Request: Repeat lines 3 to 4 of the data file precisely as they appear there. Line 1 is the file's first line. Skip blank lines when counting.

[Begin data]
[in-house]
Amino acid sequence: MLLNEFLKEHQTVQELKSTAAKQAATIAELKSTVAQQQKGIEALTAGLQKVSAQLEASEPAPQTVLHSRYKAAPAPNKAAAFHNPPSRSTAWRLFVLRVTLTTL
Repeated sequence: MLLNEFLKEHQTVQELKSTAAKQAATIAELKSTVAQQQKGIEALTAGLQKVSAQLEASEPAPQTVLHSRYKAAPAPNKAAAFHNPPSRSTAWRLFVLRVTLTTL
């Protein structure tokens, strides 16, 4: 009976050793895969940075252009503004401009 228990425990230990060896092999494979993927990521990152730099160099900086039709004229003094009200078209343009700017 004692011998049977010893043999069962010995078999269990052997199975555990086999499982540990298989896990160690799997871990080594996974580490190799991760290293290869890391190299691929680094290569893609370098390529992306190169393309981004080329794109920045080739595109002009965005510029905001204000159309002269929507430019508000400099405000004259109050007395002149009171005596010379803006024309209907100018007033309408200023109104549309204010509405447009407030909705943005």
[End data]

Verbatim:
Repeated sequence: MLLNEFLKEHQTVQELKSTAAKQAATIAELKSTVAQQQKGIEALTAGLQKVSAQLEASEPAPQTVLHSRYKAAPAPNKAAAFHNPPSRSTAWRLFVLRVTLTTL
């Protein structure tokens, strides 16, 4: 009976050793895969940075252009503004401009 228990425990230990060896092999494979993927990521990152730099160099900086039709004229003094009200078209343009700017 004692011998049977010893043999069962010995078999269990052997199975555990086999499982540990298989896990160690799997871990080594996974580490190799991760290293290869890391190299691929680094290569893609370098390529992306190169393309981004080329794109920045080739595109002009965005510029905001204000159309002269929507430019508000400099405000004259109050007395002149009171005596010379803006024309209907100018007033309408200023109104549309204010509405447009407030909705943005």